Tuesday, June 28, 2011

Mirror, mirror on the wall...

Today, after a gruelling hour and a half of “punching and kicking my way to fitness”, I decided to go to one of my favourite second hand stores and indulge in some ‘vintage’ items for my wardrobe. I took the twenty minute tram ride, sitting next to a man who smelled like he hadn’t showered in a year and across from a woman who kept staring at my hands, to the outskirts of the Melbourne CBD and found my recycled clothing Heaven. I walked through the smudgy, fingerprinted door and proceeded to scavenge.

It was slim pickings, the rise in Hipster culture means that anything that can be remotely classed as ‘vintage’ is now about ten times the price it was a year ago, but I managed to find a few choice pieces. I lined up outside the change rooms, basket of goodies in hand, excited to dress up and play around. A door creaked open and it was finally my turn so I squished into the tiny, dimly lit room and hesitantly undressed. Now, I say hesitantly because the room was dusty, less than well lit and cramped, not because I was scared to view my reflection. Although, that soon changed.

So, there I was. Standing in my sports bra and panties, giving myself the inevitable once over. What. The. Hell. Happened? I don’t remember those dimples being there! What are those lines? Do my tits really sit that low? Is that a stretch mark? Oh God! I was shocked. I looked dreadful, dimply, and pouchy. I quickly rushed to try on what I had to try on, disliking everything immensely and constantly cringing at the flashes of skin that poked through the garments, and ended up leaving in a deep depression; lacking not only new clothes but the self esteem I had walked in with.

I was distraught. I thought my body finally looked how I wanted it to look! After years of hard work and a forty kilo weight loss I thought I was finally proud to look at my body in the mirror. Two minutes in a change room changed all of that, or so I thought. After my horrendous experience I decided to ask (and read) around and see if other women felt as badly about their bodies while in a change room as I did. And the answer was “Yes”! Many female friends cited the lighting in change rooms as a primary problem – poorly positioned, not bright enough, and seemingly determined to accentuate every flaw in a woman’s physique. Light bulb moment! It’s not me, it’s the change room. Other women agreed that in the fight against low self-esteem, change rooms are on the side of low self-esteem.

Seventy five per cent of women questioned in a recent study said they had stopped trying on clothes in changing rooms because issues such as poor lighting, and mirror placement, lowered their self confidence and caused “changing room rage” (which leads women act aggressively towards sales staff and leave the store).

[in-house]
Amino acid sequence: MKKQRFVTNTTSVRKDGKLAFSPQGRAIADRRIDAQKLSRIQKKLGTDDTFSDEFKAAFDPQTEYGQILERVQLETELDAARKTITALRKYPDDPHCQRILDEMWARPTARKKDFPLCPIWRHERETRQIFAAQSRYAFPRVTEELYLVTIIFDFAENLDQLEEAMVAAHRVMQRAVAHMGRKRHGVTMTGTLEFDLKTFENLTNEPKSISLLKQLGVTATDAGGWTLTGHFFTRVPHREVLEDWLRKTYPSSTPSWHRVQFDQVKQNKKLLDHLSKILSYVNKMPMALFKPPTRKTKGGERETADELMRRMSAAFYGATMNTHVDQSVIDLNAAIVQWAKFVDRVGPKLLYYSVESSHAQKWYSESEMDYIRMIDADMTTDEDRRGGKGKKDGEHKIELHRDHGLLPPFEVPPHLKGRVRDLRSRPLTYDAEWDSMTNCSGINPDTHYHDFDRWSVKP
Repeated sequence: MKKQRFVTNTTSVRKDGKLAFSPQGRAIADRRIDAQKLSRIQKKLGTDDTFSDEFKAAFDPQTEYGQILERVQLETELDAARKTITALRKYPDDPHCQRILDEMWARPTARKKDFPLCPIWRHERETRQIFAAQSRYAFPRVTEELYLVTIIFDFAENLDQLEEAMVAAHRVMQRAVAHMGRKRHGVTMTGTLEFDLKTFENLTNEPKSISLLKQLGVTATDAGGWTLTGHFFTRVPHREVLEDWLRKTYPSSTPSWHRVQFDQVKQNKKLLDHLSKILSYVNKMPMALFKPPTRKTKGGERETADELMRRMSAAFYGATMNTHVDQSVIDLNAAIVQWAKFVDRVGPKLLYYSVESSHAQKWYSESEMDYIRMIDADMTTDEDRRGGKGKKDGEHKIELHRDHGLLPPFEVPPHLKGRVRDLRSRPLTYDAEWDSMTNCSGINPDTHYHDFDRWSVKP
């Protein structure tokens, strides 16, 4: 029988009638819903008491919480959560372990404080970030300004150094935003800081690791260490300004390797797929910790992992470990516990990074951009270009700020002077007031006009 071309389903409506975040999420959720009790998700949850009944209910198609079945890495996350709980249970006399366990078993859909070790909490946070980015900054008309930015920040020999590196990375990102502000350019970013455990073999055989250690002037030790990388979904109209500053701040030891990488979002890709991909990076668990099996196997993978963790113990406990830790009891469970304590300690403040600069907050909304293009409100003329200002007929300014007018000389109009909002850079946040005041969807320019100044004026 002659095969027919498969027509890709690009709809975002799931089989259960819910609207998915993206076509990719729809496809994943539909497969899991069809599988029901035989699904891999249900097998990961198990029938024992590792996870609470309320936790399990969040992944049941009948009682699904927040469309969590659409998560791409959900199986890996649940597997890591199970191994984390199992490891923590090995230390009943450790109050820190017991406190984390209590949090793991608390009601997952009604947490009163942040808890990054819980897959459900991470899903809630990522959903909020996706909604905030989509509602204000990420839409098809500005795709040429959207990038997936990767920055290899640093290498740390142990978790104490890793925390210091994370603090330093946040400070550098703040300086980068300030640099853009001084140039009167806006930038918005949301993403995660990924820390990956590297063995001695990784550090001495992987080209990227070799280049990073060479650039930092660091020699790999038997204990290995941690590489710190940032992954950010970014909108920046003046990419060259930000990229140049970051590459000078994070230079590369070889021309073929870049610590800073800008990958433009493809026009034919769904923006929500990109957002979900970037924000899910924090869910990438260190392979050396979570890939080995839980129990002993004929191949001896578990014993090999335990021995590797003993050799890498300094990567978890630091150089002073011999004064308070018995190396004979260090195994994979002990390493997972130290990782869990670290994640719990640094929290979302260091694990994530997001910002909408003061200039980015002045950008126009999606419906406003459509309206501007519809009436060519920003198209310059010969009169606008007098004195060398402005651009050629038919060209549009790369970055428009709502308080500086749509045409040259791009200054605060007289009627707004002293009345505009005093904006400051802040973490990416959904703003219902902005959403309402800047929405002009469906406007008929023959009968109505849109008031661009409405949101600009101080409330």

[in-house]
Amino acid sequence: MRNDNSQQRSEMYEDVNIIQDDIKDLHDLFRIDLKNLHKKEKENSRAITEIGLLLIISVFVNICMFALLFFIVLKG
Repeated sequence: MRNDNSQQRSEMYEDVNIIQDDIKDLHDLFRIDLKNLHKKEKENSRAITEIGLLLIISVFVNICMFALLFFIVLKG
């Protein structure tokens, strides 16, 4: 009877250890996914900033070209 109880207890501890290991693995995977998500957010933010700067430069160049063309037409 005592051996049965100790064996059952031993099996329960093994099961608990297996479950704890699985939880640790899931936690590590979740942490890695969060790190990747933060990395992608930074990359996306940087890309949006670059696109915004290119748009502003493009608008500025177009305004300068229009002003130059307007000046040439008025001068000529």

So, why is it that clothing stores have these horribly evil dressing rooms that diminish self confidence? Is it because, as a female friend suggested, it inspires you to cover your body with the store’s clothing and in turn spend more money? Or, is it just more cost effective to have flickering, dim, poorly positioned lights in tiny dressing rooms? It can’t be the first suggestion; studies have shown that women would rather run out of a store empty handed than stare at their reflection in the dressing room mirrors of doom. And the second suggestion? Maybe it is cost effective but I’m not sure I believe that is why changing rooms induce these deep seated feelings of insecurity and doubt in women.

Maybe it’s a global conspiracy to knock women down a peg. Maybe without our clothing for protection we more easily fall prey to feelings of self-doubt and low self-esteem. I don’t know. Whatever it is, I sure as hell don’t like it and with eighty per cent of women in today’s society suffering poor body image, I don’t think the rest of the female population likes it (or needs it) either.


  1. wait... you've lost FORTY kilos?

    That's friggin amazing. Seriously, well done :O)

    and btw as a male I tend to hate change rooms as well and find it hard to find stuff that fits my smallish waist, largish shoulders and... restricted height. :ox

  2. Thanks! And thanks for commenting too!

    I've lost about forty, give or take a kilo. I lost the majority of that weight (30Kgs) in about 18 months.

    I have the same problem with clothes. I have broad shoulders and hips and a very narrow waist. Woe to us!

  3. first 30 must have been before I knew you, surely?

  4. Yep, it was about three or so years ago while I was still living in Cairns, had high blood pressure and high cholesterol.